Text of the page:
Fundamentally, what’s wrong with hook-up culture is the antagonistic, competitive and malevolent attitude towards one’s sexual partners. College students largely aren’t experimenting with sexuality nicely. Hook ups aren’t, on the whole, mutually satisfying, strongly consensual, experimental affairs during which both partners express concern for the others’ pleasure. They’re repetitive, awkward and confusing sexual encounters in which men have orgasms more than twice as often as women:

The problem with hook-up culture, then, is not that people are friends with benefits. It’s that they’re not. As one of my students concluded about one of her hook-up partners: “You could have labeled it friends with benefits … without the friendship, maybe?”

Hook-up culture is an “engine of female progress” only if we take for granted that our destination is a caricature of male sexuality, one in which sex is a game with a winner and a loser. But do we really want sex to be competitive? Is “keep[ing] pace with the boys,” as Rosin puts it, really what liberation looks like? I think we can do better.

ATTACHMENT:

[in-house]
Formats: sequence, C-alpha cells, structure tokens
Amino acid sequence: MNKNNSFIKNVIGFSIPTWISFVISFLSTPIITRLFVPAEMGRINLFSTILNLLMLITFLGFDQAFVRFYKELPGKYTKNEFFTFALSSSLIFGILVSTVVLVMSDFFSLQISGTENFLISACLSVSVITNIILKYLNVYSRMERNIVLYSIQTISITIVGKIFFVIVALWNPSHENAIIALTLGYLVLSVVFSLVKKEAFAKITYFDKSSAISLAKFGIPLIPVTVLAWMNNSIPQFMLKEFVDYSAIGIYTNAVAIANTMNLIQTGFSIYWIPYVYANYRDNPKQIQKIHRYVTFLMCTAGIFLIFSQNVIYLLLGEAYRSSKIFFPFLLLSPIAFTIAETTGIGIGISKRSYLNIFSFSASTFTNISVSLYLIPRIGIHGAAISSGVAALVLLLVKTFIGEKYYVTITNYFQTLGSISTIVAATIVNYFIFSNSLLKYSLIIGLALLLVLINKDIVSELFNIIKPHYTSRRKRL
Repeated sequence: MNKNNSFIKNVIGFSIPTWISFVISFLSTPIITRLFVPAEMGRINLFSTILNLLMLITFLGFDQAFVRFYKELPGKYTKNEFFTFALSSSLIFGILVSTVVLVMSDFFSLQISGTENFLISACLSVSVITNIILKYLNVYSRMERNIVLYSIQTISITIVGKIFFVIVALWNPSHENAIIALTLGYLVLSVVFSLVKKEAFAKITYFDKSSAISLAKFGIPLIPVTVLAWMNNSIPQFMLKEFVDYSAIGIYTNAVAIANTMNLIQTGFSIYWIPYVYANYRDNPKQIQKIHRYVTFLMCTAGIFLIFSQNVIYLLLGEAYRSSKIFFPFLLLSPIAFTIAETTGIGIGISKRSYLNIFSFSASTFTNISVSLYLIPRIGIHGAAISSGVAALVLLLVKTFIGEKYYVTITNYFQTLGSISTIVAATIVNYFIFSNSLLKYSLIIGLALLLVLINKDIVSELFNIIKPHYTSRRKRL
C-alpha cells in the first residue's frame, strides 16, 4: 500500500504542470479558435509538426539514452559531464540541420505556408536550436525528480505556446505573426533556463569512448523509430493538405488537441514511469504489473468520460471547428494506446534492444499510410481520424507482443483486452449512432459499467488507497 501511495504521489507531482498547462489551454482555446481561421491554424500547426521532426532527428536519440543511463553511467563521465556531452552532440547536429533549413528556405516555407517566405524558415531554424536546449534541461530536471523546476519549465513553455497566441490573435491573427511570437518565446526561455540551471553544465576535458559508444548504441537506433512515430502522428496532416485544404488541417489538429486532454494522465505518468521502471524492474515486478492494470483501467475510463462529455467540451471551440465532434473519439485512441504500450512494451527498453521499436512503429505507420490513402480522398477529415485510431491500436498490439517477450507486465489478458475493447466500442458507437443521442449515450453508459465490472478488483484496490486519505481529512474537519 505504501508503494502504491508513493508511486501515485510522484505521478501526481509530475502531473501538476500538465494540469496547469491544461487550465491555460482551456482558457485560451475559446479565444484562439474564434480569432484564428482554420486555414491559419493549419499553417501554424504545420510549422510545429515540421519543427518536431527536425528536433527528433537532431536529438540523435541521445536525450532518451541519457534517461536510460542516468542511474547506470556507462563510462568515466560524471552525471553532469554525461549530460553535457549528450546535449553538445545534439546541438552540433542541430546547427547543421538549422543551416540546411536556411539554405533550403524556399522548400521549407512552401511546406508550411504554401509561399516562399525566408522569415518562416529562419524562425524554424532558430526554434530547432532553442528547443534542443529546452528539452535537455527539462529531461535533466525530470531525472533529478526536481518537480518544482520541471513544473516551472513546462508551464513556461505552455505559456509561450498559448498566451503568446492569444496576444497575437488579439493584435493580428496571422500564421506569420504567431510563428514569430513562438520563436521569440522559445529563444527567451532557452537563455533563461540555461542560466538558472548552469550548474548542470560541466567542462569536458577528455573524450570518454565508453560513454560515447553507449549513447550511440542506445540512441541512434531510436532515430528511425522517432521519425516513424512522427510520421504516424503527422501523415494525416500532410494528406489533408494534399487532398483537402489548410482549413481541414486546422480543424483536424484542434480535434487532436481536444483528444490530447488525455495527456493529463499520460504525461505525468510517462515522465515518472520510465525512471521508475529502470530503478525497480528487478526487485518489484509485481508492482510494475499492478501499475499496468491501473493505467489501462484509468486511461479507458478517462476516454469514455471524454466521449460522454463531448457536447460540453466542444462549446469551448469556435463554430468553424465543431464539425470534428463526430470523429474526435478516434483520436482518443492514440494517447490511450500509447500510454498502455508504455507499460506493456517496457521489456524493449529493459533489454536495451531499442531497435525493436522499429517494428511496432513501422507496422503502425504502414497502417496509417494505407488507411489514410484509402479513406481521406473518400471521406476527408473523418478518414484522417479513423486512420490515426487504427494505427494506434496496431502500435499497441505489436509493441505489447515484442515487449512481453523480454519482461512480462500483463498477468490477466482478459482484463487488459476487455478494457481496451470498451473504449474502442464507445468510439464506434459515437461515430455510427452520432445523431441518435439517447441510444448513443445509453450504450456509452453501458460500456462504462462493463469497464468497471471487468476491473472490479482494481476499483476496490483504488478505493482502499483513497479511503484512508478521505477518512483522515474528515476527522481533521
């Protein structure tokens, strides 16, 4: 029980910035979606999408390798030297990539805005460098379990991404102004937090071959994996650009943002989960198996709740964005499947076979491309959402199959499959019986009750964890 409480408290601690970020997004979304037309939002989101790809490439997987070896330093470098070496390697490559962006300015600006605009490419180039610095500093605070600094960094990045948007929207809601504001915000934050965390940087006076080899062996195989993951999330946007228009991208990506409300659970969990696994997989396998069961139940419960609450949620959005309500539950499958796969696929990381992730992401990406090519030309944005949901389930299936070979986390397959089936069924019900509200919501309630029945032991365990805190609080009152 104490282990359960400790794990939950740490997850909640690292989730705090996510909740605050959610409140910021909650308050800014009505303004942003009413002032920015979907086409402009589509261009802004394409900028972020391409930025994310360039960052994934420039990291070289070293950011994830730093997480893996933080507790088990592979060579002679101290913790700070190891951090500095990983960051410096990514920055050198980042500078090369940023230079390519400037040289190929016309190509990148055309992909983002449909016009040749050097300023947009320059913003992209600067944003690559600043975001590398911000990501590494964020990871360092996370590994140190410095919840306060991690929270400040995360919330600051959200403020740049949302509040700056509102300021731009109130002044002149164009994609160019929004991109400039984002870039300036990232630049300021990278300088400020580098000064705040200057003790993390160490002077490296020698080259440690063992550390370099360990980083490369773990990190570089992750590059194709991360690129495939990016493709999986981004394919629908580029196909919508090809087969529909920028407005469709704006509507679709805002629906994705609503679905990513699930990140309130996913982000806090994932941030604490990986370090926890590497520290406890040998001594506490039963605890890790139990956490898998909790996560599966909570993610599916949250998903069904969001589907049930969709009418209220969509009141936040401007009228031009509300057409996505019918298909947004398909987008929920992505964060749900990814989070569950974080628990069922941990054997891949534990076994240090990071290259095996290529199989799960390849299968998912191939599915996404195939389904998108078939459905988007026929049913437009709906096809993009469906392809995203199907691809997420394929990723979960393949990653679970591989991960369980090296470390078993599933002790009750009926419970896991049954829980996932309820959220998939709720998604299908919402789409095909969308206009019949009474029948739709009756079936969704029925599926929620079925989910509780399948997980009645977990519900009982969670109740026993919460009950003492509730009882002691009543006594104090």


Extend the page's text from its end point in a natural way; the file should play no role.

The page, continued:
Crossposted from Ms. Magazine and Sociological Images

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About BroadBlogs

I have a Ph.D. from UCLA in sociology (emphasis: gender, social psych). I currently teach sociology and women's studies at Foothill College in Los Altos Hills, CA. I have also lectured at San Jose State. And I have blogged for Feminispire, Ms. Magazine, The Good Men Project and Daily Kos. Also been picked up by The Alternet.

Posted on September 24, 2012, in feminism, men, psychology, sex, sexism, women and tagged , , , , , , . Bookmark the permalink. 28 Comments.

  1. Yes!! I’m all for women’s sexual liberation and see nothing wrong with promiscuity, but today’s hook up culture does smack of women trying to be ‘one of the guys’, focussing (again) on pleasing men rather than on finding sexual fulfillment themselves. And men’s attitudes towards their hook-ups really need to change for it to be truly liberating; I remember reading an article in which the men surveyed largely said that they did not care about whether or not their hook up partners achieved an orgasm. The imbalanced orgasm rate is infuriating.